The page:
Campus / News / May 24, 2012

Students take ideas about ‘resource conflicts’ to Alaska

On June 27, 13 students will begin a month-long journey across Alaska. The trip is the field portion of a term-long course entitled Forests, Fisheries and the Politics of Wildlife.

Over the course of the trip, students will kayak across roughly 100 miles, participate in two restoration projects with the United States Forest Service and meet with a panel of Alaskan mayors.

Visiting Assistant Professor of Environmental Studies Nic Mink designed and teaches the course. He was inspired by two years spent working in a variety of positions in Alaska before he came to Knox.

“Part of me wanted to share the experience and the connections I had with that community with Knox students,” Mink said.

For the class, students have been learning about resource conflicts in Alaska. These are conflicts between people that want to preserve the land and people that want to use it to extract valuable resources like timber and fish. They normally choose to extract these resources in ways that negatively affect other parts of the ecosystem. This interconnectedness is a main theme in this course.

“All these resources are very much intertwined,” Mink said, “and getting students to understand that is very important.”

Some students taking the course came in with pre-existing knowledge and opinions about the issues surrounding resource management. Sophomore Marie Anderson is one of those students.

“Coming into this course, I was really of the opinion that exploitation of resources is not a good thing, [and that] we really need to be preserving our natural environment because we need to preserve it for future generations,” Anderson said. “ … But I’ve come to realize that obviously this is a way of life for a lot of people, and it’s how they make their living.”

After a crash course in kayaking and outdoor survival, the students will begin a 10-day kayaking trip from Sitka to False Island. The kayaking portion of the trip is what initially drew sophomore James Fenner to the course.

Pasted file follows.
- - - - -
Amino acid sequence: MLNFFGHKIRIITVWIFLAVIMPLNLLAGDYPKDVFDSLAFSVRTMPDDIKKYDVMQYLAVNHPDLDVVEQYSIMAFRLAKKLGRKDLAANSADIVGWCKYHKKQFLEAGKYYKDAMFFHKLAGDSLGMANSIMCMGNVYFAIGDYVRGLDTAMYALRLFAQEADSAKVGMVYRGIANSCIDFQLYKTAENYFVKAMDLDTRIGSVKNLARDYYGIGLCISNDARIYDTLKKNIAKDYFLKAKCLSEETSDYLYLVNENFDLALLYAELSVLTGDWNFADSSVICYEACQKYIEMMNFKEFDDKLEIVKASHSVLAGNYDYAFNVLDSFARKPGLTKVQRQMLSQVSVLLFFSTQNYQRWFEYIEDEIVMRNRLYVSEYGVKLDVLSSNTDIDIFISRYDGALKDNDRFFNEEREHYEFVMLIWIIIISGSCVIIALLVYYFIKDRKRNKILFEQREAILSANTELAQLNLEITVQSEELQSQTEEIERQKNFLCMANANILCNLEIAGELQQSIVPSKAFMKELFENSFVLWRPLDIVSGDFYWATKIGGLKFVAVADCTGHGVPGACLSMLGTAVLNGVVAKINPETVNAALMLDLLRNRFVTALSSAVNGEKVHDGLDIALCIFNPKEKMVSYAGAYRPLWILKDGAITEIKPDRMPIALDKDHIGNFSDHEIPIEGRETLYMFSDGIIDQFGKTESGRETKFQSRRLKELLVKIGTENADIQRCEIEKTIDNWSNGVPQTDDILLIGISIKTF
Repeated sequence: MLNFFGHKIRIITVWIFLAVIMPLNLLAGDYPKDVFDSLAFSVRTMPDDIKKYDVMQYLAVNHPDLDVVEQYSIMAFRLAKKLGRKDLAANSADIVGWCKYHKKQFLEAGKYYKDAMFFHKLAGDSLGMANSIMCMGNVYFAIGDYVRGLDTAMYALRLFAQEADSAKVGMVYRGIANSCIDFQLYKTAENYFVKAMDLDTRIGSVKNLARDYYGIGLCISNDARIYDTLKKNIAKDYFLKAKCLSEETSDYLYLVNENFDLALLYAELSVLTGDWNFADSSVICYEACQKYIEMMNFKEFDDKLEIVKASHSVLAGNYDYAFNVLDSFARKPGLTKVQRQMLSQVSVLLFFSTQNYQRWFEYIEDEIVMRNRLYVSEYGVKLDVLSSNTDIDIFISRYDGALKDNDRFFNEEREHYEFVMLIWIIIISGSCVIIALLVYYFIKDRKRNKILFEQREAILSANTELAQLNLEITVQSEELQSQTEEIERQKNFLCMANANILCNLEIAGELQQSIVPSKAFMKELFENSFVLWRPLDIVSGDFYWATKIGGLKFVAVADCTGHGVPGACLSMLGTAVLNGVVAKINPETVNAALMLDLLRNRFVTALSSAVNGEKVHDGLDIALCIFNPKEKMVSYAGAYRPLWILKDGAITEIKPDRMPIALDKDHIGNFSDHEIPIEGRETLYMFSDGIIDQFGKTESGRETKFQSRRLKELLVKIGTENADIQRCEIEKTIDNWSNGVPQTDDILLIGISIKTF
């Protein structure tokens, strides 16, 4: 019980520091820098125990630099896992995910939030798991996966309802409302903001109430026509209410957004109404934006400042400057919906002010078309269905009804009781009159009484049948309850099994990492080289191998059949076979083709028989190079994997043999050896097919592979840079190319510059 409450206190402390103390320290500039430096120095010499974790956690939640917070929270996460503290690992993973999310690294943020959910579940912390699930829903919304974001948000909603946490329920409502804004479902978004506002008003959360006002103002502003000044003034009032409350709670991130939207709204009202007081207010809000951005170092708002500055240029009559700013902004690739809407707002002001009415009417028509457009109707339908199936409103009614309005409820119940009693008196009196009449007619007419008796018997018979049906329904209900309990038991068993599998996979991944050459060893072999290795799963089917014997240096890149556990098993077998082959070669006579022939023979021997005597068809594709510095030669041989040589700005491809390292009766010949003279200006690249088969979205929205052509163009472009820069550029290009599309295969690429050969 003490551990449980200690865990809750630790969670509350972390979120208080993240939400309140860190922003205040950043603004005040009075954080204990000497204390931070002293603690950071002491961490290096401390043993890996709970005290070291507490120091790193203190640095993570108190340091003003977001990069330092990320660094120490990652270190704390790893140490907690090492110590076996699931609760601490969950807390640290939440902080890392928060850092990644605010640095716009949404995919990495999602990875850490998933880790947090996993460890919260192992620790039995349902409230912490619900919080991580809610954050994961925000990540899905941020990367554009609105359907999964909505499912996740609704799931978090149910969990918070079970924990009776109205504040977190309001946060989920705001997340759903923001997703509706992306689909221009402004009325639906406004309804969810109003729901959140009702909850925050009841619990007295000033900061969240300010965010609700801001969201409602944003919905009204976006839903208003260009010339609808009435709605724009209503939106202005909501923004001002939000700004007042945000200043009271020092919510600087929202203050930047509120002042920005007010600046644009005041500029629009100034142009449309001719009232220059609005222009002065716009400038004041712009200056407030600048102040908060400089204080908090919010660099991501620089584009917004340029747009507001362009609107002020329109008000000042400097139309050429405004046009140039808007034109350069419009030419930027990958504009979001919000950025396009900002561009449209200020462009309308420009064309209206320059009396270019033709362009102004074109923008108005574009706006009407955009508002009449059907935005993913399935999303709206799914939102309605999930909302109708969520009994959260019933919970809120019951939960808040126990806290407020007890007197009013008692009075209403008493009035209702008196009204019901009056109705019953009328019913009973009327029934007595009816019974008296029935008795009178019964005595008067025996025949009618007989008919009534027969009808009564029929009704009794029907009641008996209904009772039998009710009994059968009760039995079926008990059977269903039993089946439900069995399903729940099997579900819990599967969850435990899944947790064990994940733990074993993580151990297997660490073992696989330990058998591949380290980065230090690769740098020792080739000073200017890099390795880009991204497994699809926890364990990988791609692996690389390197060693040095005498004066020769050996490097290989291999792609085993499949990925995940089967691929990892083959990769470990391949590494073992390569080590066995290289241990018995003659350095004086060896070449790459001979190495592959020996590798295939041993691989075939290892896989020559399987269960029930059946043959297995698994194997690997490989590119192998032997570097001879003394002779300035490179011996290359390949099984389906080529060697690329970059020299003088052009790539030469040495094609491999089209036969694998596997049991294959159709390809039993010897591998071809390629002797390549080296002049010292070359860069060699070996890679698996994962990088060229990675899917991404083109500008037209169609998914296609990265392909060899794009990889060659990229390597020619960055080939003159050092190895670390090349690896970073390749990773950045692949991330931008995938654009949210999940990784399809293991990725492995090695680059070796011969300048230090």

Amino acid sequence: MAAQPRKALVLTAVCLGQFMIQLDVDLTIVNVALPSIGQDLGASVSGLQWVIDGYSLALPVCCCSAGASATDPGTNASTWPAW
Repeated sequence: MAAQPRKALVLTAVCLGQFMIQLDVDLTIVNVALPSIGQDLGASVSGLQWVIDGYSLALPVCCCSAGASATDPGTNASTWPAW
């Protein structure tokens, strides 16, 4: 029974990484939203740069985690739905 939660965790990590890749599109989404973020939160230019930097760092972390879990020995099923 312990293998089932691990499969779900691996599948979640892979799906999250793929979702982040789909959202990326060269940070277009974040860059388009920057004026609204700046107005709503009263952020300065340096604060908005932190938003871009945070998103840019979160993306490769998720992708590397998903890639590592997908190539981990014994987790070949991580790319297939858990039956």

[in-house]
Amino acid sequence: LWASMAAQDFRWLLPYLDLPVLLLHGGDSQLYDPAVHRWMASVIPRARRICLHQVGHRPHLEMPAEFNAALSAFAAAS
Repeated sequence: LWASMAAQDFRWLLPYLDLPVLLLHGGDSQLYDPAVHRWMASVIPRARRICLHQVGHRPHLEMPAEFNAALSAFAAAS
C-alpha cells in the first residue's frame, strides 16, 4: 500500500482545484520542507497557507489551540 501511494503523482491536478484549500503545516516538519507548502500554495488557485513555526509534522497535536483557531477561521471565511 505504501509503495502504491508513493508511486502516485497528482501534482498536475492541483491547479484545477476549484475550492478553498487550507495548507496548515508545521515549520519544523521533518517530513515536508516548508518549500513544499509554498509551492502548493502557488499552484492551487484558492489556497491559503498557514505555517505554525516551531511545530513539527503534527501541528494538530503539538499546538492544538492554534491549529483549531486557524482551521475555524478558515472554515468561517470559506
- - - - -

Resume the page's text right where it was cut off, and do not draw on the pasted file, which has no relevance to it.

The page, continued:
“I’m really into wildlife and nature, so that really appealed to me … the adventure of Alaska sounds completely awesome,” Fenner said.

Another large portion of the trip will be devoted to two restoration projects, in which students will help the U.S. Forest Service.

“Students will work with the U. S. Forest Service to create [a] more dynamic and hospitable habitat for salmon in these streams that had previously been logged,” Mink said. “All those environments that salmon … need to have to be able to live and thrive oftentimes were destroyed by industrial-scale logging.For the forest habitat restoration, students will be doing some thinning, working with the forest service to create better habitat for Sitka black-tailed deer [and] northern goshawks. Both of those species need forests that have open understories.”

Along with the kayaking and restoration components, students will be meeting with several Alaskan mayors. This will give them an opportunity to talk to officials that are trying to solve various resource conflicts.

“I’m going to ask them what their challenges are in dealing with competing interests and what their kind of master plan for land use in Alaska is,” Anderson said.

The trip is ultimately meant to bring everything together and to combine what students have learned with what they will see and do. For Fenner, this is one of the more important parts of the experience.

“I think [the trip] is just going to bring it real. I’ll be able to see firsthand all of the damage that’s been done and see all of the beauty that everyone’s trying to protect,” Fenner said.

Olivia Louko


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